We are in a time of a lack of consensus. The old social contract is crumbling because of the sea change of a century. To explore a new social contract under new conditions is a challenge now faced by every country.
China’s new social contract, should it ultimately take shape, will necessarily draw from three sources: the Chinese historical and cultural heritage, the tradition of the Communist Party, and the ideas of liberalism. There are good parts in all three that should be taken in, as well as superfluous bits that should be rejected. To sift out the best aspects of all three and discard the rest, we need to have a deep understanding of all three sources.
Ancient Chinese heritage
The social contract in the old Chinese tradition did not come with assumptions about the so-called “state of nature” as liberalism does. Even at the dawn of humanity, people were living and working together within a familial-tribal set-up, each holding separate roles. In fact, China’s political history was informed by the familial paradigm. The sovereign and his subjects, the father and his sons, the young and the old, the senior and the junior — each was supposed to know their place and fulfil their respective duties. The contractual relationship between the bureaucracy and the people was such that each side was the “parents” to the other. The common folk thought of the government in terms of “paternal/maternal officials” to them, while government officials called the common folk their “fathers and mothers” on whom they depended for sustenance. Confucianism came with a whole set of ethics to place limits on the behaviour of the rulers. Rulers were generally expected to function in awe of the Mandate of Heaven and the collective hearts of the people.
However, this was just a kind of cultural contract, borne more out of the conscience of the rulers themselves than by any legal or systemic mechanism. It did not have adequate checks and balances. Its strength was chiefly embodied in the tradition of people-orientedness, according to which the government made decisions for the people and upheld justice and fairness for them, all in exchange for their obedience and allegiance. Here’s a contemporary case in point: the Chinese Communist Party (CCP) puts in great effort to eliminate poverty even though it has no need for the people’s votes. The motivation here is mainly a sense of responsibility generated from conviction — that is to say, the ruler’s commitment to his zimin (子民, i.e., the people thought of as his children). According to Confucianism, the people had the right to overthrow rulers who did not abide by the contract — or, as people used to say, “rebellion is justified”.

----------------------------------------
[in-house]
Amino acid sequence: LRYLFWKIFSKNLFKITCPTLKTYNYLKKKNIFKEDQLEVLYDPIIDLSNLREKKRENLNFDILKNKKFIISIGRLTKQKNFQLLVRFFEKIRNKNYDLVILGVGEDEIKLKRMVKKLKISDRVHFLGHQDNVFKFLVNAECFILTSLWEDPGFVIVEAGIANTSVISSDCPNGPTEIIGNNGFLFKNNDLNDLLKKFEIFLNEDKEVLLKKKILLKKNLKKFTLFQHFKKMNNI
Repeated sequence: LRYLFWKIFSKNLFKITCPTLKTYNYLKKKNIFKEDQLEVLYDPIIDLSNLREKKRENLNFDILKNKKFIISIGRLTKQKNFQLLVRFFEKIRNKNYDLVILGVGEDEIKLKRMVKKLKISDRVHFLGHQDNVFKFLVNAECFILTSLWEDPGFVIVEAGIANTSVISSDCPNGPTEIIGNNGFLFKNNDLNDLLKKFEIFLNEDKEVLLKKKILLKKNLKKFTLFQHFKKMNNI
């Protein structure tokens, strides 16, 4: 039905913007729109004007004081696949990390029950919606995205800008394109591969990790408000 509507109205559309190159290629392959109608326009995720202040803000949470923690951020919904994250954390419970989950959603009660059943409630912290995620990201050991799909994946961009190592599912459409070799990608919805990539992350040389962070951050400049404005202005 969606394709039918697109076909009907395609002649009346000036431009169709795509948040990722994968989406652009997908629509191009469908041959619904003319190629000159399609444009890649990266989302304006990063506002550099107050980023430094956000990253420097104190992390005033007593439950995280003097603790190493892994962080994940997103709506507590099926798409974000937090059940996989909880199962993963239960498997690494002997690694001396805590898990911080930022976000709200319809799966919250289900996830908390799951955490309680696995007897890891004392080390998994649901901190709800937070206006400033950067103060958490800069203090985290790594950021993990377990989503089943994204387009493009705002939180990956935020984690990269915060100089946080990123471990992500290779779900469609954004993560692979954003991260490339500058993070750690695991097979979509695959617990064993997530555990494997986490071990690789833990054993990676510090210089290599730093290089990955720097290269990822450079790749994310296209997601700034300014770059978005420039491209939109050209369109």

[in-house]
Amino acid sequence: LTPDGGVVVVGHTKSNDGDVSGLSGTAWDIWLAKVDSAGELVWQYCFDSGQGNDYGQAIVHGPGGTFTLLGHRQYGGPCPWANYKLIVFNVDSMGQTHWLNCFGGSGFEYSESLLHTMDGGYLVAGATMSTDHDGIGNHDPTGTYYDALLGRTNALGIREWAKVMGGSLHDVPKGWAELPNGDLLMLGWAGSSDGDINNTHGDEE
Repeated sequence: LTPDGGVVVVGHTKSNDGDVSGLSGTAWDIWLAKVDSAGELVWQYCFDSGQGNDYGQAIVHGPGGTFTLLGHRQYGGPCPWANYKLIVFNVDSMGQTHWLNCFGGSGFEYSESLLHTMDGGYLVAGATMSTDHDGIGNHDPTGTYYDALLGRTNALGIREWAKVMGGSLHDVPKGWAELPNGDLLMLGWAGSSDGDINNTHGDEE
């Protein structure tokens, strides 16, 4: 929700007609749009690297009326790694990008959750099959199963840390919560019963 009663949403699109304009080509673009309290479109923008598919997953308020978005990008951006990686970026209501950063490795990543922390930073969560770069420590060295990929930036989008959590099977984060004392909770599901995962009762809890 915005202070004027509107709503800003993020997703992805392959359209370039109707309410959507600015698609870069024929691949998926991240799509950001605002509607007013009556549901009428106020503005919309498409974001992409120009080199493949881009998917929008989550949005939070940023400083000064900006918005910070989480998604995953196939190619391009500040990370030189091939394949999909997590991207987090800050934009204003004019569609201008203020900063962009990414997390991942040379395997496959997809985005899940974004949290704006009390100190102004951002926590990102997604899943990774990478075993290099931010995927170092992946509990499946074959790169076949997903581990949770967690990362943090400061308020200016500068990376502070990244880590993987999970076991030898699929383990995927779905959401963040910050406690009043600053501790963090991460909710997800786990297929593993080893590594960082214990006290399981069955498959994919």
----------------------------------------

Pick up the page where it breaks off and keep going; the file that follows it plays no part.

A hundred years ago, after lecturing across China, Bertrand Russell concluded that there were three weaknesses in the character of the Chinese people: cowardice, avarice and callousness. What were these if not the result of having to struggle to stay alive under repression for millennia?
A clear separation from business
Another major feature was the separation of politics from business. In China’s traditional culture, the bureaucracy loomed in crushing domination over the merchants. That this is still the case today is clear from the Ant Group and Jack Ma incident. Historically, the values of the bureaucracy and of the merchants were two separate systems. In the ongoing process of modernisation, the relatively independent value system and political culture of officialdom have disintegrated, so there is a real danger of power being traded for money. The imperial court of the past only focused on social stability. The modern government, however, also has to drive economic and social development, and thus it needs to have dealings with the business world. If corruption is to be avoided, if the kind of government-business relations described by Xi Jinping as “close but clean” are to be forged, the tradition of keeping politics and business apart is an advantage China has.
But no citizens